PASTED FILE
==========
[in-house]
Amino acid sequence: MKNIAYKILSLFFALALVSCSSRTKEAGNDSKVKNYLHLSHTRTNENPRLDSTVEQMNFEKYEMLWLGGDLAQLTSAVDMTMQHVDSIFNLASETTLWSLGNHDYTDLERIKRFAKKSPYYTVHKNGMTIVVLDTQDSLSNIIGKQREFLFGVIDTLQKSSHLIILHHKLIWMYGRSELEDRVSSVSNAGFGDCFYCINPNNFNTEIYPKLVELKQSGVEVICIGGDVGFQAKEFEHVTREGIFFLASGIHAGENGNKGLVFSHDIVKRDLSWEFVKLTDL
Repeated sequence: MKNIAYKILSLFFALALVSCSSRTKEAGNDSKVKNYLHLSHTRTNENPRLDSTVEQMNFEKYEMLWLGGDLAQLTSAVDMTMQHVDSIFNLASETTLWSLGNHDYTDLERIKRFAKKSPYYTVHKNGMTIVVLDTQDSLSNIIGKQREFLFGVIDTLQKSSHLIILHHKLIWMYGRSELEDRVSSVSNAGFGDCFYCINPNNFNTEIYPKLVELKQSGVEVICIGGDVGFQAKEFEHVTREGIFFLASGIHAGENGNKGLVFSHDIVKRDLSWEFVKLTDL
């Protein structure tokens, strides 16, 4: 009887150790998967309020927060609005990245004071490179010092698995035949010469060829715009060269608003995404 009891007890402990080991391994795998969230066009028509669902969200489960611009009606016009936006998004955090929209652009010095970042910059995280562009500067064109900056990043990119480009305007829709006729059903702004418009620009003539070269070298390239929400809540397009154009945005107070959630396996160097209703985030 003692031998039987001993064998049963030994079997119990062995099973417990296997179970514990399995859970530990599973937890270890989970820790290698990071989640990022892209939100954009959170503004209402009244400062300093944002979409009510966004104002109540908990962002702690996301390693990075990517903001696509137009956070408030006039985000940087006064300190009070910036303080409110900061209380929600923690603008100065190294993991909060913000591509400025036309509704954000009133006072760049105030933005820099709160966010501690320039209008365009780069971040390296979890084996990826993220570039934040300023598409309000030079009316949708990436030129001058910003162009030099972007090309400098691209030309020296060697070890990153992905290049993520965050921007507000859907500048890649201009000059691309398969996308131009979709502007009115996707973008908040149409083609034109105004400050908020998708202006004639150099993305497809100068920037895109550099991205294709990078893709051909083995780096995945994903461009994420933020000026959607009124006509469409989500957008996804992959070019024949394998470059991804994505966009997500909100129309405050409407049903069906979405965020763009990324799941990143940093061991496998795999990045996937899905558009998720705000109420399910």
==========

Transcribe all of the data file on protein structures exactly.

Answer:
[in-house]
Amino acid sequence: MKNIAYKILSLFFALALVSCSSRTKEAGNDSKVKNYLHLSHTRTNENPRLDSTVEQMNFEKYEMLWLGGDLAQLTSAVDMTMQHVDSIFNLASETTLWSLGNHDYTDLERIKRFAKKSPYYTVHKNGMTIVVLDTQDSLSNIIGKQREFLFGVIDTLQKSSHLIILHHKLIWMYGRSELEDRVSSVSNAGFGDCFYCINPNNFNTEIYPKLVELKQSGVEVICIGGDVGFQAKEFEHVTREGIFFLASGIHAGENGNKGLVFSHDIVKRDLSWEFVKLTDL
Repeated sequence: MKNIAYKILSLFFALALVSCSSRTKEAGNDSKVKNYLHLSHTRTNENPRLDSTVEQMNFEKYEMLWLGGDLAQLTSAVDMTMQHVDSIFNLASETTLWSLGNHDYTDLERIKRFAKKSPYYTVHKNGMTIVVLDTQDSLSNIIGKQREFLFGVIDTLQKSSHLIILHHKLIWMYGRSELEDRVSSVSNAGFGDCFYCINPNNFNTEIYPKLVELKQSGVEVICIGGDVGFQAKEFEHVTREGIFFLASGIHAGENGNKGLVFSHDIVKRDLSWEFVKLTDL
């Protein structure tokens, strides 16, 4: 009887150790998967309020927060609005990245004071490179010092698995035949010469060829715009060269608003995404 009891007890402990080991391994795998969230066009028509669902969200489960611009009606016009936006998004955090929209652009010095970042910059995280562009500067064109900056990043990119480009305007829709006729059903702004418009620009003539070269070298390239929400809540397009154009945005107070959630396996160097209703985030 003692031998039987001993064998049963030994079997119990062995099973417990296997179970514990399995859970530990599973937890270890989970820790290698990071989640990022892209939100954009959170503004209402009244400062300093944002979409009510966004104002109540908990962002702690996301390693990075990517903001696509137009956070408030006039985000940087006064300190009070910036303080409110900061209380929600923690603008100065190294993991909060913000591509400025036309509704954000009133006072760049105030933005820099709160966010501690320039209008365009780069971040390296979890084996990826993220570039934040300023598409309000030079009316949708990436030129001058910003162009030099972007090309400098691209030309020296060697070890990153992905290049993520965050921007507000859907500048890649201009000059691309398969996308131009979709502007009115996707973008908040149409083609034109105004400050908020998708202006004639150099993305497809100068920037895109550099991205294709990078893709051909083995780096995945994903461009994420933020000026959607009124006509469409989500957008996804992959070019024949394998470059991804994505966009997500909100129309405050409407049903069906979405965020763009990324799941990143940093061991496998795999990045996937899905558009998720705000109420399910």